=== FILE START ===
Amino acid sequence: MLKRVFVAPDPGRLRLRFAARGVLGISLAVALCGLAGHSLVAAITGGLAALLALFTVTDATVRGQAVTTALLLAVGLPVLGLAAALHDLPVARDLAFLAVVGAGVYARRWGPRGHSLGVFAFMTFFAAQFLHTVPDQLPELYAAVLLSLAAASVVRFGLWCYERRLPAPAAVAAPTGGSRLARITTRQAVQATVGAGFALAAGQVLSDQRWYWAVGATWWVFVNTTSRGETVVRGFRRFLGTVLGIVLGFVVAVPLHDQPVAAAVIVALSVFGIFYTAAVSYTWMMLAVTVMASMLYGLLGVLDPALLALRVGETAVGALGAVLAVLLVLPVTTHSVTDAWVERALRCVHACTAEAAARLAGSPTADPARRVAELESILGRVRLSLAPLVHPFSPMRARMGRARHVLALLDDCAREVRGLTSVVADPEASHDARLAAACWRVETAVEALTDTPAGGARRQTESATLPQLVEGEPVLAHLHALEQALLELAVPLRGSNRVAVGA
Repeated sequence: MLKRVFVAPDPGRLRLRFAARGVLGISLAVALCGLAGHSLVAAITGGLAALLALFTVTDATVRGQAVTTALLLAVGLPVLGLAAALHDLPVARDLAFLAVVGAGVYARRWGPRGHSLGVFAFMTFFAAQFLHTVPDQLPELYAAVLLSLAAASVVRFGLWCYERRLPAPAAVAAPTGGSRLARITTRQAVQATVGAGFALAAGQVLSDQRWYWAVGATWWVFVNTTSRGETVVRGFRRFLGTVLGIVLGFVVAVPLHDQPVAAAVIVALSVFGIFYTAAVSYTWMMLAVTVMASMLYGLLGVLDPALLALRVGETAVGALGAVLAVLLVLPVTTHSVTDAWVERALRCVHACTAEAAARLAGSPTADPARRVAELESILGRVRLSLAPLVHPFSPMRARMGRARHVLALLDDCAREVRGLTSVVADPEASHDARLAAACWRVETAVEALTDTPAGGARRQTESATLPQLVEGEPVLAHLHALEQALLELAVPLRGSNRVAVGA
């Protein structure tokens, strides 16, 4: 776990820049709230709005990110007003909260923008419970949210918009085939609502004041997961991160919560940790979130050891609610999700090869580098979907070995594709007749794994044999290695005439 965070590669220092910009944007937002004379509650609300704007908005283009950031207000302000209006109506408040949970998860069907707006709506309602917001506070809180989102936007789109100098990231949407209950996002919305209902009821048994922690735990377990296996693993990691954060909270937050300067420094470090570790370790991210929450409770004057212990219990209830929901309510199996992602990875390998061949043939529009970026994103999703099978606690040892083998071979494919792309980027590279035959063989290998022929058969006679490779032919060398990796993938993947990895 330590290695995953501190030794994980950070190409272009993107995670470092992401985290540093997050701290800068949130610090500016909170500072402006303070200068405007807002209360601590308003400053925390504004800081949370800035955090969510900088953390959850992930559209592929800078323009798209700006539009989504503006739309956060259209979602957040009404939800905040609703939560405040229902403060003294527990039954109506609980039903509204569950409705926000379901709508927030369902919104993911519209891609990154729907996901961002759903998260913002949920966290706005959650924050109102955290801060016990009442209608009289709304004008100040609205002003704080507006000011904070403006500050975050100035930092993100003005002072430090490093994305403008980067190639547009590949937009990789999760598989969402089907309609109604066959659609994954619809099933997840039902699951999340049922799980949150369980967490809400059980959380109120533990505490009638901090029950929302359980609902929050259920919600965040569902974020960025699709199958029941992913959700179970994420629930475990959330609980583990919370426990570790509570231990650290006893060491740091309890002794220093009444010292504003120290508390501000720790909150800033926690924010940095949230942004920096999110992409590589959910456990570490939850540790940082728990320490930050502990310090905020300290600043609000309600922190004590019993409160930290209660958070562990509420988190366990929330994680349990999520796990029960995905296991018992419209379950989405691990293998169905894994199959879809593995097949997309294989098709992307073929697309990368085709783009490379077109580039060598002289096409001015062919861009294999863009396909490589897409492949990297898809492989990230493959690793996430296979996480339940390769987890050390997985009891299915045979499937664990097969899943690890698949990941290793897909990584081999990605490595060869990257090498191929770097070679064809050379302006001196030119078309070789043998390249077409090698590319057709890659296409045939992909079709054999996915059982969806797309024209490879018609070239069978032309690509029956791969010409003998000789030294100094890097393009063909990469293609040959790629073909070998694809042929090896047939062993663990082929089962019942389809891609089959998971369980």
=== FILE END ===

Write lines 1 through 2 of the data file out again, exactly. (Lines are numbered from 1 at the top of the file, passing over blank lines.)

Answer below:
Amino acid sequence: MLKRVFVAPDPGRLRLRFAARGVLGISLAVALCGLAGHSLVAAITGGLAALLALFTVTDATVRGQAVTTALLLAVGLPVLGLAAALHDLPVARDLAFLAVVGAGVYARRWGPRGHSLGVFAFMTFFAAQFLHTVPDQLPELYAAVLLSLAAASVVRFGLWCYERRLPAPAAVAAPTGGSRLARITTRQAVQATVGAGFALAAGQVLSDQRWYWAVGATWWVFVNTTSRGETVVRGFRRFLGTVLGIVLGFVVAVPLHDQPVAAAVIVALSVFGIFYTAAVSYTWMMLAVTVMASMLYGLLGVLDPALLALRVGETAVGALGAVLAVLLVLPVTTHSVTDAWVERALRCVHACTAEAAARLAGSPTADPARRVAELESILGRVRLSLAPLVHPFSPMRARMGRARHVLALLDDCAREVRGLTSVVADPEASHDARLAAACWRVETAVEALTDTPAGGARRQTESATLPQLVEGEPVLAHLHALEQALLELAVPLRGSNRVAVGA
Repeated sequence: MLKRVFVAPDPGRLRLRFAARGVLGISLAVALCGLAGHSLVAAITGGLAALLALFTVTDATVRGQAVTTALLLAVGLPVLGLAAALHDLPVARDLAFLAVVGAGVYARRWGPRGHSLGVFAFMTFFAAQFLHTVPDQLPELYAAVLLSLAAASVVRFGLWCYERRLPAPAAVAAPTGGSRLARITTRQAVQATVGAGFALAAGQVLSDQRWYWAVGATWWVFVNTTSRGETVVRGFRRFLGTVLGIVLGFVVAVPLHDQPVAAAVIVALSVFGIFYTAAVSYTWMMLAVTVMASMLYGLLGVLDPALLALRVGETAVGALGAVLAVLLVLPVTTHSVTDAWVERALRCVHACTAEAAARLAGSPTADPARRVAELESILGRVRLSLAPLVHPFSPMRARMGRARHVLALLDDCAREVRGLTSVVADPEASHDARLAAACWRVETAVEALTDTPAGGARRQTESATLPQLVEGEPVLAHLHALEQALLELAVPLRGSNRVAVGA